Squatted Space and The Cinema
This commitment to revive cinematic counterculture finds compassionate allies amongst the city's dwindling squatting establishments. During the 1970s and 1980s, Amsterdam's shortage of affordable housing resulted in a significant squatting movement, with Dutch youth occupying abandoned factories, office blocks, and theaters. As a consequence, participatory and non-hierarchical organizational ideologies flourished.
As Babcock romances, this vibrant squatting movement empowered a radical autonomy and epitomized the city's anti-establishment ideology of diversity and tolerance. "It was a very free city and it just had incredible diversity throughout. The city had room to create pockets of autonomy, so you could choose your discomfort. You could choose the discomfort of working nine to five for a boss you didn't like, or you could choose the discomfort of sharing a toilet with ten other people."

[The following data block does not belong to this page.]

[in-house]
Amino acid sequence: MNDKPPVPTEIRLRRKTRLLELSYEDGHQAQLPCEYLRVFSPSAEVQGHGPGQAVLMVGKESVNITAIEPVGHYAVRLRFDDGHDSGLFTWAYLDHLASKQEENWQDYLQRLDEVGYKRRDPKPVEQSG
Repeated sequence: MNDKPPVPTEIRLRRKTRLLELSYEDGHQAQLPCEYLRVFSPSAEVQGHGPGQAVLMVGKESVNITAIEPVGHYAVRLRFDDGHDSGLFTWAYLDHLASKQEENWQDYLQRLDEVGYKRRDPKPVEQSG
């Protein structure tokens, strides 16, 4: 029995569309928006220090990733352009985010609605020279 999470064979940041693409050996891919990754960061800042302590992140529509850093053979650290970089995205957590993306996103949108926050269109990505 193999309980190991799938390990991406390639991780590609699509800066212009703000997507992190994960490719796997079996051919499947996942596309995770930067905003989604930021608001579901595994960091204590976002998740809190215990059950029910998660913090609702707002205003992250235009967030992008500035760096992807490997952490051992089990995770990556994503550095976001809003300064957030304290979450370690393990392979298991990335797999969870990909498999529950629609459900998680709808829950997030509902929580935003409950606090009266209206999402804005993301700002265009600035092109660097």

Squat culture burgeoned to include squat bars, squat cinemas, and squat concert halls, which all helped to establish an alternative scene in Amsterdam that still reverberates today, Babcock says. "If you took away the whole squatting element, the city today would be much more right-wing, much more conservative, much more uptight."
However, the subsequent decades have seen a drastic reduction of squatting establishments and an increase in criminal persecution of squatting. Today, commercial venues such as Melkweg and Paradiso, which originally emerged from that squatting fervor, have essentially rendered that history invisible.
Babcocks's insistence on returning to these spaces, embracing the communitarian and anticommercial aspects of squats like Joe's Garage and Het Spinhuis, situates his cinema within a larger socio-political struggle. "The whole city is becoming gentrified, commercialized, privatized, and on top of it all, branded. But the cinemas I'm doing are coming out of the spirit that I encountered in Amsterdam back in the 1970s. I'm trying to keep that spirit alive."